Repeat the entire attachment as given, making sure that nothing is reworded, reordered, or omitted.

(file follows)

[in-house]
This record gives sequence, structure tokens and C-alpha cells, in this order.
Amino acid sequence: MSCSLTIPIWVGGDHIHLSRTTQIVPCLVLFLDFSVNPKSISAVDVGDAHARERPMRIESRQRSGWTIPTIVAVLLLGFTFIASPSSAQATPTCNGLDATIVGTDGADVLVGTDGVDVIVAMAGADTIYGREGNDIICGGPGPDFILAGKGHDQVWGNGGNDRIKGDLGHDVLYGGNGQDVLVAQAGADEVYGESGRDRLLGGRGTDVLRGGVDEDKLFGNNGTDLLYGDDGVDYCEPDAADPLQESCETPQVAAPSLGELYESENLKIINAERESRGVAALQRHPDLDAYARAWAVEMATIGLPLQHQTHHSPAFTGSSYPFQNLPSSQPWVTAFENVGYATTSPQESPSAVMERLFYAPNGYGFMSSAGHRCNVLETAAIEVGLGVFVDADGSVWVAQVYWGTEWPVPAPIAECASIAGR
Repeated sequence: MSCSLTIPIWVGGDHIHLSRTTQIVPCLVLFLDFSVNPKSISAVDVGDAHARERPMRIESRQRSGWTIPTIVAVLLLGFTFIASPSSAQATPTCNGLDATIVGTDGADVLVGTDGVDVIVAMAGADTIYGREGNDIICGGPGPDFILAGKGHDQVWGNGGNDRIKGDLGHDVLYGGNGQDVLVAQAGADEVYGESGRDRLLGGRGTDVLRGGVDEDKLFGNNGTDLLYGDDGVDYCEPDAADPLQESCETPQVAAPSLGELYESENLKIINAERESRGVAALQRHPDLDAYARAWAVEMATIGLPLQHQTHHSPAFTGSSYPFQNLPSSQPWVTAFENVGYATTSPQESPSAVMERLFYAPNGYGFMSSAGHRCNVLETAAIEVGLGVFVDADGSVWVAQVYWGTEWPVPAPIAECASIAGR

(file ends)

[in-house]
This record gives sequence, structure tokens and C-alpha cells, in this order.
Amino acid sequence: MSCSLTIPIWVGGDHIHLSRTTQIVPCLVLFLDFSVNPKSISAVDVGDAHARERPMRIESRQRSGWTIPTIVAVLLLGFTFIASPSSAQATPTCNGLDATIVGTDGADVLVGTDGVDVIVAMAGADTIYGREGNDIICGGPGPDFILAGKGHDQVWGNGGNDRIKGDLGHDVLYGGNGQDVLVAQAGADEVYGESGRDRLLGGRGTDVLRGGVDEDKLFGNNGTDLLYGDDGVDYCEPDAADPLQESCETPQVAAPSLGELYESENLKIINAERESRGVAALQRHPDLDAYARAWAVEMATIGLPLQHQTHHSPAFTGSSYPFQNLPSSQPWVTAFENVGYATTSPQESPSAVMERLFYAPNGYGFMSSAGHRCNVLETAAIEVGLGVFVDADGSVWVAQVYWGTEWPVPAPIAECASIAGR
Repeated sequence: MSCSLTIPIWVGGDHIHLSRTTQIVPCLVLFLDFSVNPKSISAVDVGDAHARERPMRIESRQRSGWTIPTIVAVLLLGFTFIASPSSAQATPTCNGLDATIVGTDGADVLVGTDGVDVIVAMAGADTIYGREGNDIICGGPGPDFILAGKGHDQVWGNGGNDRIKGDLGHDVLYGGNGQDVLVAQAGADEVYGESGRDRLLGGRGTDVLRGGVDEDKLFGNNGTDLLYGDDGVDYCEPDAADPLQESCETPQVAAPSLGELYESENLKIINAERESRGVAALQRHPDLDAYARAWAVEMATIGLPLQHQTHHSPAFTGSSYPFQNLPSSQPWVTAFENVGYATTSPQESPSAVMERLFYAPNGYGFMSSAGHRCNVLETAAIEVGLGVFVDADGSVWVAQVYWGTEWPVPAPIAECASIAGR